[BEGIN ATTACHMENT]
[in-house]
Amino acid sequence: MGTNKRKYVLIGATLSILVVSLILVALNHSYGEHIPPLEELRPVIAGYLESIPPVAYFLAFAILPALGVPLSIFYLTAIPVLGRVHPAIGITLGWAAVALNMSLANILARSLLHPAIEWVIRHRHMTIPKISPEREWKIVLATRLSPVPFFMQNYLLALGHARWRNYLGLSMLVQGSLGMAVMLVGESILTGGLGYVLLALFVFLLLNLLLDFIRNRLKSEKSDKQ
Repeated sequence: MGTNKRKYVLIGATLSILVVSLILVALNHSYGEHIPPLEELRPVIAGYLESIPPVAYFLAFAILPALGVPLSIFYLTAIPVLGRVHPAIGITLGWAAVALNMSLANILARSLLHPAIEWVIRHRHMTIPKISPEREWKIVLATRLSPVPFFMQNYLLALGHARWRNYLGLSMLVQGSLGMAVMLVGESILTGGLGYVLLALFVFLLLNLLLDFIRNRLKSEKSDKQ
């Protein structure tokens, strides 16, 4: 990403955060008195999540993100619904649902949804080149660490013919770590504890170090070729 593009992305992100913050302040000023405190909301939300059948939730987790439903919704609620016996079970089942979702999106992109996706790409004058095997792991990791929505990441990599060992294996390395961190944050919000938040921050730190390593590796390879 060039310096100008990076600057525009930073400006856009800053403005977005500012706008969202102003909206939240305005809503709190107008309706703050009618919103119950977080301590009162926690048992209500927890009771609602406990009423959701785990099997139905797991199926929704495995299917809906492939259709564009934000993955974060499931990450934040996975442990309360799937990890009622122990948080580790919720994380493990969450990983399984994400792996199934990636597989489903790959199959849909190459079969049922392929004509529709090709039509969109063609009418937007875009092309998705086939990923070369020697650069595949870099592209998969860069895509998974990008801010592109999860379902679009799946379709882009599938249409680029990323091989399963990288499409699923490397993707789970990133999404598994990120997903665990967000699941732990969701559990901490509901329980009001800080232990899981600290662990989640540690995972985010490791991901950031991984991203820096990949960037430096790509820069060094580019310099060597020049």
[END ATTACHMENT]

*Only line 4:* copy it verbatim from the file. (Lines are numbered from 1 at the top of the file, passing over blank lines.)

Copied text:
């Protein structure tokens, strides 16, 4: 990403955060008195999540993100619904649902949804080149660490013919770590504890170090070729 593009992305992100913050302040000023405190909301939300059948939730987790439903919704609620016996079970089942979702999106992109996706790409004058095997792991990791929505990441990599060992294996390395961190944050919000938040921050730190390593590796390879 060039310096100008990076600057525009930073400006856009800053403005977005500012706008969202102003909206939240305005809503709190107008309706703050009618919103119950977080301590009162926690048992209500927890009771609602406990009423959701785990099997139905797991199926929704495995299917809906492939259709564009934000993955974060499931990450934040996975442990309360799937990890009622122990948080580790919720994380493990969450990983399984994400792996199934990636597989489903790959199959849909190459079969049922392929004509529709090709039509969109063609009418937007875009092309998705086939990923070369020697650069595949870099592209998969860069895509998974990008801010592109999860379902679009799946379709882009599938249409680029990323091989399963990288499409699923490397993707789970990133999404598994990120997903665990967000699941732990969701559990901490509901329980009001800080232990899981600290662990989640540690995972985010490791991901950031991984991203820096990949960037430096790509820069060094580019310099060597020049």